Flashcards in Electron Microscopy 2 Deck (35):
What is the wavelength of a electron?
Picometer wavelength - usually around 2 picometers in EM.
How are the electrons focussed in EM?
Using electromagnetic lenses
What interacts more strongly with matter, X-rays or electrons?
Which parts of the specimen scatter more, thick or thin?
Thick - greater than 100nm makes EM very difficult.
Why are cryo EM images often under exposed?
Because the electron dosage has to be limited.
What is helping improve under-exposure of EM image?
The development of newer cameras.
What are the two advantages of using a holey carbon grid for viewing the sample?
1. It does not scatter electrons - which would generate noise.
2. The holes allow for pockets of solvent to form - keeping proteins in hydrated state.
Why is EM kept under a vacuum?
As electrons scatter very easily.
List 3 types of electron guns in increasing order of quality.
1. Tungsten filament
2. LaB6 (Lanthanum hexaboride crystal)
3. Field Emission Gun (FEG)
Describe the how the tungsten filament and LaB6 electron guns work?
The (blunt) tip is heated and this ejects electrons.
How does the field emission gun work?
This has an extremely sharp tip, which when a current is past through it electrons are emitted.
What is spatial coherence?
Electrons that originate from the same point
What is temporal coherence?
Electrons that all have the same wavelength
Why is the FEG better than the tungsten filament or LaB6 gun?
It produces spatially and temporally coherent electrons due to its sharp tip.
Name five methods for generating a vacuum in EM?
1. Mechanical pump
3. Turbo-molecular pump
4. Oil diffusion pump
5. Ion getter pump
Describe how the mechanical pump generates a vacuum.
A paddle scoops gas out the tube that leads to the microscope column.
Describe how the cryopump generates a vacuum.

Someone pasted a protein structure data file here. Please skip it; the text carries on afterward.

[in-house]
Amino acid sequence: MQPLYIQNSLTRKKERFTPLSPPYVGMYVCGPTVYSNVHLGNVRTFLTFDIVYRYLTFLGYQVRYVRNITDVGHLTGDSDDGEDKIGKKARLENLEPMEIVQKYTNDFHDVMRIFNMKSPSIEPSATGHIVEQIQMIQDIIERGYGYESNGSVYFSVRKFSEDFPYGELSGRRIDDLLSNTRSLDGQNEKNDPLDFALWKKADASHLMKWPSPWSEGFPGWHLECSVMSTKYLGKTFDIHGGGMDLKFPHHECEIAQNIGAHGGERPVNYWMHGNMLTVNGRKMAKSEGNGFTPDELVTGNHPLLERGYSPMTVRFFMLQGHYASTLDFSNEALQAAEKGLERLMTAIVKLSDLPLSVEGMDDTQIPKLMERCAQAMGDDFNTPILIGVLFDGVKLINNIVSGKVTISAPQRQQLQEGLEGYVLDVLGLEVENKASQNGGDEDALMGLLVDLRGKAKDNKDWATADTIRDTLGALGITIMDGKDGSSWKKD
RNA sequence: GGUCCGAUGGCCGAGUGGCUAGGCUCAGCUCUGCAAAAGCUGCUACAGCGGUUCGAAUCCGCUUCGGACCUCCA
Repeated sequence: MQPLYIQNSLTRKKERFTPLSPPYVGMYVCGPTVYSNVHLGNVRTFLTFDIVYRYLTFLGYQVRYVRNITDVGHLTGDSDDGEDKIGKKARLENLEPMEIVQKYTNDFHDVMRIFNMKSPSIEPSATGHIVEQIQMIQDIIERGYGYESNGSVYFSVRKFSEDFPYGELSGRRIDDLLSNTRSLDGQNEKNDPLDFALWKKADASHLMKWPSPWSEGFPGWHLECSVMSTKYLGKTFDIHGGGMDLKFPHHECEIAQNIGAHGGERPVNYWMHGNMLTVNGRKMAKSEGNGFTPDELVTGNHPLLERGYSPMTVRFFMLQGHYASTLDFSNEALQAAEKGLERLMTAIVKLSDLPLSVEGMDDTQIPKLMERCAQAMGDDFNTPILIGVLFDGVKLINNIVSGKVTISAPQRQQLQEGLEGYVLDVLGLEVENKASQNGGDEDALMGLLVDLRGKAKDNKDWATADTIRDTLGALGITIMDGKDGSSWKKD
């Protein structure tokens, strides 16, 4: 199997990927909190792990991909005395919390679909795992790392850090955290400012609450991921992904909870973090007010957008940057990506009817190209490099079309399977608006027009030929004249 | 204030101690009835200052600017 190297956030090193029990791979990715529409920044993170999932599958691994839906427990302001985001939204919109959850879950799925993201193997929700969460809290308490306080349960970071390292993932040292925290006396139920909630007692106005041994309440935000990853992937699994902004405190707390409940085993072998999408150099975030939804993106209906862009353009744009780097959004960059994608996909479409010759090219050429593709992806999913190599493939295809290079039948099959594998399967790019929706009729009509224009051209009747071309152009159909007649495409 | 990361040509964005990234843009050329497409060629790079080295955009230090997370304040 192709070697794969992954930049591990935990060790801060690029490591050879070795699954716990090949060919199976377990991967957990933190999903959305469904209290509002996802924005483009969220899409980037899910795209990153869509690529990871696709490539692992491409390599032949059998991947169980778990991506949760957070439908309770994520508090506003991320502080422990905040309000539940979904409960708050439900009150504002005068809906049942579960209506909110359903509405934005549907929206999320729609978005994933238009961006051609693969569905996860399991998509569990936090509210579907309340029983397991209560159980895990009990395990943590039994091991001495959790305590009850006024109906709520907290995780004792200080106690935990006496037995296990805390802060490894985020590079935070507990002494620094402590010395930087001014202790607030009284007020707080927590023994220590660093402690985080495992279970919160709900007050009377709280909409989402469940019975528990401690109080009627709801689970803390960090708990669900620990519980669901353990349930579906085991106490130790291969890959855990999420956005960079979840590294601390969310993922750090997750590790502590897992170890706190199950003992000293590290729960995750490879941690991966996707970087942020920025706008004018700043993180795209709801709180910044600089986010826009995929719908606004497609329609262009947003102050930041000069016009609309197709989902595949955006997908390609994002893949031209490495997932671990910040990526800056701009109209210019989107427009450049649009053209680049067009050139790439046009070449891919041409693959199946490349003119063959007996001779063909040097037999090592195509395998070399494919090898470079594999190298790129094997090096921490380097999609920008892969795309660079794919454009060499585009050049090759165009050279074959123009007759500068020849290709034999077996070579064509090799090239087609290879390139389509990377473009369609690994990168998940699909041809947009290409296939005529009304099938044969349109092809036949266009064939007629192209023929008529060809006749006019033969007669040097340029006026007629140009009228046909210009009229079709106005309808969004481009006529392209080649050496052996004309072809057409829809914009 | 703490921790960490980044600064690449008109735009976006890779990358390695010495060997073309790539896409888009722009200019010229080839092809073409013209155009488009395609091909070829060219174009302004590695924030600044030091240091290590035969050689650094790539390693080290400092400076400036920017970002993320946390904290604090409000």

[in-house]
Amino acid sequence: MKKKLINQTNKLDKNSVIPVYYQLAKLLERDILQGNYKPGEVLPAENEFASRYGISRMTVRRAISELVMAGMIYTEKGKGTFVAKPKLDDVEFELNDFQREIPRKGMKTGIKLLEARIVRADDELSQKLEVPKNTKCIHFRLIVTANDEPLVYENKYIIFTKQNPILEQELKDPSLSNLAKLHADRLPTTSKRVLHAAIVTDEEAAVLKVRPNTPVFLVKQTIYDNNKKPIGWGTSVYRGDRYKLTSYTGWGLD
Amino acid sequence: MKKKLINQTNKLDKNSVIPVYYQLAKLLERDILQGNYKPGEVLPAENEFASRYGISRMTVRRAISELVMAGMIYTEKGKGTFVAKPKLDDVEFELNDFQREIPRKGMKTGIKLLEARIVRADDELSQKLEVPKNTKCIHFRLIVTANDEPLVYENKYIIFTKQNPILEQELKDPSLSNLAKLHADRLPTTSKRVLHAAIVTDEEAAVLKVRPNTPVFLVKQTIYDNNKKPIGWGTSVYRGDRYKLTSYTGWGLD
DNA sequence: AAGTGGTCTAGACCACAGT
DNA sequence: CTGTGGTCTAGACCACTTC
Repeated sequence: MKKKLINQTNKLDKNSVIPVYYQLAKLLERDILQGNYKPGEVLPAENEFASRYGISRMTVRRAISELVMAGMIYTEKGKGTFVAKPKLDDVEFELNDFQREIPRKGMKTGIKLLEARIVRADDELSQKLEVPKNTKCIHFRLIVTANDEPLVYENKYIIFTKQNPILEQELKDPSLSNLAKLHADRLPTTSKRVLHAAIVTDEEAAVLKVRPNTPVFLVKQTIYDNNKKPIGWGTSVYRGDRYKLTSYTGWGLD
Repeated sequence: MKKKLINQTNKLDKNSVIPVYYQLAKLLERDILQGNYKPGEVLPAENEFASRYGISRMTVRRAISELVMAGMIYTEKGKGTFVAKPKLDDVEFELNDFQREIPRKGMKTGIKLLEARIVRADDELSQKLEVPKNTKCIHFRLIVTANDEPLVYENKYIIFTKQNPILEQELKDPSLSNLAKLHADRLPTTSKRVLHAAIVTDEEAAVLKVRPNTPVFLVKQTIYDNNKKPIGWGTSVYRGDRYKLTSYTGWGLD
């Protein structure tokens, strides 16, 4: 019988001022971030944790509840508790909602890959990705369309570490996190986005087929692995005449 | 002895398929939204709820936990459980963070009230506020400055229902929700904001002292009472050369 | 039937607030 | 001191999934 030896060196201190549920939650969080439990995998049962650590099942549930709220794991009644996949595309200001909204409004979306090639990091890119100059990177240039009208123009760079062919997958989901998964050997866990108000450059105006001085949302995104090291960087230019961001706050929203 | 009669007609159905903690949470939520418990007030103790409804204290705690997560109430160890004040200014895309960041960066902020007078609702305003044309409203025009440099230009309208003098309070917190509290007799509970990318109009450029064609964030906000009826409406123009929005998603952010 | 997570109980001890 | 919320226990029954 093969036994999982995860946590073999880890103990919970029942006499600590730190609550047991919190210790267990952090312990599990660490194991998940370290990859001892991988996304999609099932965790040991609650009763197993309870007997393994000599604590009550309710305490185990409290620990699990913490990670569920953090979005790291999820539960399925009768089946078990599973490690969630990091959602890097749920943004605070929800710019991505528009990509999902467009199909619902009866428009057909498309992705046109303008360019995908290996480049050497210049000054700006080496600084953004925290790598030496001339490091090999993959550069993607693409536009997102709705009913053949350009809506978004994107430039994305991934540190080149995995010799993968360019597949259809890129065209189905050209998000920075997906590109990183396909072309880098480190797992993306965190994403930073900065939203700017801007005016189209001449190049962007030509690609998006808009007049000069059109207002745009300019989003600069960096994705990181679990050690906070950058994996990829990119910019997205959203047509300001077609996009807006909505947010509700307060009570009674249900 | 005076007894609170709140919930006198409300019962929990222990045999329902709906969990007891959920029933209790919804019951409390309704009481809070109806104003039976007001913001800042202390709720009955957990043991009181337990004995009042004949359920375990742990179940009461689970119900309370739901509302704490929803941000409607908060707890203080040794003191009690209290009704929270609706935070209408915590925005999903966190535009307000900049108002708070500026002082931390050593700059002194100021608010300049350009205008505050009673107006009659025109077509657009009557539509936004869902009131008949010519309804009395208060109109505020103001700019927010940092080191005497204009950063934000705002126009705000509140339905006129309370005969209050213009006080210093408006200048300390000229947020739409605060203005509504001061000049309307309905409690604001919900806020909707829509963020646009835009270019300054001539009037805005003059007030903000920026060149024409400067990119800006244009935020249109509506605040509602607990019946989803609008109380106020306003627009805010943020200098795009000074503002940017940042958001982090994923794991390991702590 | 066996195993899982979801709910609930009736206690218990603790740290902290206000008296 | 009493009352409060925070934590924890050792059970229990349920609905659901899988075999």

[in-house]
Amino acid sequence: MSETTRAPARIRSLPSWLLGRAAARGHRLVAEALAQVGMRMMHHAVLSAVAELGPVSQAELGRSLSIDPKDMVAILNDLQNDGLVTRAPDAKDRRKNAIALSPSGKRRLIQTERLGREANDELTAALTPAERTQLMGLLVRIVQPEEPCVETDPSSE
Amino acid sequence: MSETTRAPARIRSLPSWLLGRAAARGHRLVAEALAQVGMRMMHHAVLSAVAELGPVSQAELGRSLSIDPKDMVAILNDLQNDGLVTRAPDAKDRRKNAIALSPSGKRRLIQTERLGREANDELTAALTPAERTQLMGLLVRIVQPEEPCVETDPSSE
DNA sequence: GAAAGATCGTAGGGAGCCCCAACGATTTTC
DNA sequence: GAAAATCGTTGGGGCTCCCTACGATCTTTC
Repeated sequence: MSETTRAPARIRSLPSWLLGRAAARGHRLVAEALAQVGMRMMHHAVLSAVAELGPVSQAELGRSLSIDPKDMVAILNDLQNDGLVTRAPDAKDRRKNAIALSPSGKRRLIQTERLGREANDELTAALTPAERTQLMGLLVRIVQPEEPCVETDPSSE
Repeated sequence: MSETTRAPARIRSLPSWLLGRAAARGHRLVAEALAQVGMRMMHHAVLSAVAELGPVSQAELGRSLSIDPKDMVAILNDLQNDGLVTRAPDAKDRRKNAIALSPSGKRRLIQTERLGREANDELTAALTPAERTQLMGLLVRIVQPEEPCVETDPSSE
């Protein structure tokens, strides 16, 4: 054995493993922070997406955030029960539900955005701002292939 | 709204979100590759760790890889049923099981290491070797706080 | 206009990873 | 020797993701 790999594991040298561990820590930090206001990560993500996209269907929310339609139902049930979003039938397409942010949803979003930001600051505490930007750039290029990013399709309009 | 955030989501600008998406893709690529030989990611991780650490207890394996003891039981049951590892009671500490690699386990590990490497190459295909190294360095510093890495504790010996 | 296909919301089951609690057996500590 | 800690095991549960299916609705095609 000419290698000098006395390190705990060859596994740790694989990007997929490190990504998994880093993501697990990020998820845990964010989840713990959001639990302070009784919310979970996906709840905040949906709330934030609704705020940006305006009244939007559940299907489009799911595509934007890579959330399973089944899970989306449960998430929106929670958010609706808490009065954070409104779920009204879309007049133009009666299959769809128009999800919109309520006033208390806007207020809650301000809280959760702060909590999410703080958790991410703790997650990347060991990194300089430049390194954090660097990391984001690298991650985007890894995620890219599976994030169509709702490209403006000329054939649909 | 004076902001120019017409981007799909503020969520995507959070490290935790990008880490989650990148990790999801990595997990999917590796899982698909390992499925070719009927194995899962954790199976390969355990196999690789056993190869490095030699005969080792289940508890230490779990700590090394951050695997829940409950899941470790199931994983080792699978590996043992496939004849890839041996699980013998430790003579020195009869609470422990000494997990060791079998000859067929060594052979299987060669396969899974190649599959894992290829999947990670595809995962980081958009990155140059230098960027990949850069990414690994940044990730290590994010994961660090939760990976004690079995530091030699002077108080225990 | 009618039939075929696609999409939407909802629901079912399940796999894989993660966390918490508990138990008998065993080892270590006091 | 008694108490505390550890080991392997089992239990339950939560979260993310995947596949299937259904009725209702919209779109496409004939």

Cool a metal slab using liquid nitrogen to ~77K. Gas molecules freeze on surface, immobilising them or retarding them for a long time.
Describe how the turbo molecular pump generates a vacuum.
High energy fan spinning at thousands of hertz that filters out gas molecules.
Describe how the oil diffusion pump generates a vacuum.
There is a layer of super heated oil that evaporates into a water cooled chamber. The oil combines with any gas and then cools and runs down the side of the chamber.
Describe how the ion getter pump generates a vacuum.
Cosmic rays break covalent bonds in the gas. The column contains anodes and cathodes which attract the ions that are generated.
Name the equation for force applied to electrons.
F = -e(v x B)
v = velocity
B = magnetic field
e = electron charge
(think left hand rule)
How is the magnification altered?
By changing the amount of current going through the coil.
What is spherical aberration?
Highly scattered electrons are over-focussed by the lens
How do glass lenses remove spherical aberration?
They are parabolic - thinner at the edges.
Can spherical aberration be corrected for in electromagnetic lenses?
How can spherical aberration be reduce in EM?
Centre the electron beam on the optical axis using a deflector pair and remove highly scattered electrons with an aperture.
What is chromatic aberration?
This is where electrons have varying energies (white electrons), resulting in them being focussed differently.
What is elastic scattering?
When electrons interact with the nucleus of an atom and no energy is lost (monochromatic).
What is inelastic scattering?
This is when electrons interact with the electron cloud of an atom and deposit energy into sample (chromatic aberrations). The energy usually results in a covalent bond breaking.
Do thicker specimens result in more inelastic scattering?
What is constructive interference?
When the wavefronts of two scattering events are coherent.
What is spatial frequency?
The distance between the atoms.
What does kind of scattering does high spatial frequency cause?
High angle scattering.
What is the Fourier Transform in EM?
The scattering of the electrons.